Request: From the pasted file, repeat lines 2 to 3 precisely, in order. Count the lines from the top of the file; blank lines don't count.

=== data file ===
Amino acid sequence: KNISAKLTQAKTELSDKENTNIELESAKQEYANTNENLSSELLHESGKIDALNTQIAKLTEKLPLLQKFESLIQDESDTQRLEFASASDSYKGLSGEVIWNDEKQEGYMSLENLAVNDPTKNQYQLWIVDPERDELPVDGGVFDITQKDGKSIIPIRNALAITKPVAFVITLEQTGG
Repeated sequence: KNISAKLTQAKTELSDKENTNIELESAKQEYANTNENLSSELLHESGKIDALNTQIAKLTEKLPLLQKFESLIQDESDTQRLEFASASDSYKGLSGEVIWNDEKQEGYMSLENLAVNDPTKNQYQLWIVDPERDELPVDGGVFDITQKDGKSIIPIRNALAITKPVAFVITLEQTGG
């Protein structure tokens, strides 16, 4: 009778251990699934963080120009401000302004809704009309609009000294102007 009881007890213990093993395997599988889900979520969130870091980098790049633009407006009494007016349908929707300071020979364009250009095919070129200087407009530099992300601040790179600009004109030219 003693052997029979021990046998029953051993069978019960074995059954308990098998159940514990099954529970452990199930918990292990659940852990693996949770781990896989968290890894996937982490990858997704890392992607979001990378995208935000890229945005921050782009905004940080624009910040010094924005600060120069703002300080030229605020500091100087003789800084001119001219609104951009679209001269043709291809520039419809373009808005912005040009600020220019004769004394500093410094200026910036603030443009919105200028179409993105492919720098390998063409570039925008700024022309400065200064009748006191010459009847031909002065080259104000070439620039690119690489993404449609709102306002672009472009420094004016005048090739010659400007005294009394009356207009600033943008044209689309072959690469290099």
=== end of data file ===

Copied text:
Repeated sequence: KNISAKLTQAKTELSDKENTNIELESAKQEYANTNENLSSELLHESGKIDALNTQIAKLTEKLPLLQKFESLIQDESDTQRLEFASASDSYKGLSGEVIWNDEKQEGYMSLENLAVNDPTKNQYQLWIVDPERDELPVDGGVFDITQKDGKSIIPIRNALAITKPVAFVITLEQTGG
């Protein structure tokens, strides 16, 4: 009778251990699934963080120009401000302004809704009309609009000294102007 009881007890213990093993395997599988889900979520969130870091980098790049633009407006009494007016349908929707300071020979364009250009095919070129200087407009530099992300601040790179600009004109030219 003693052997029979021990046998029953051993069978019960074995059954308990098998159940514990099954529970452990199930918990292990659940852990693996949770781990896989968290890894996937982490990858997704890392992607979001990378995208935000890229945005921050782009905004940080624009910040010094924005600060120069703002300080030229605020500091100087003789800084001119001219609104951009679209001269043709291809520039419809373009808005912005040009600020220019004769004394500093410094200026910036603030443009919105200028179409993105492919720098390998063409570039925008700024022309400065200064009748006191010459009847031909002065080259104000070439620039690119690489993404449609709102306002672009472009420094004016005048090739010659400007005294009394009356207009600033943008044209689309072959690469290099």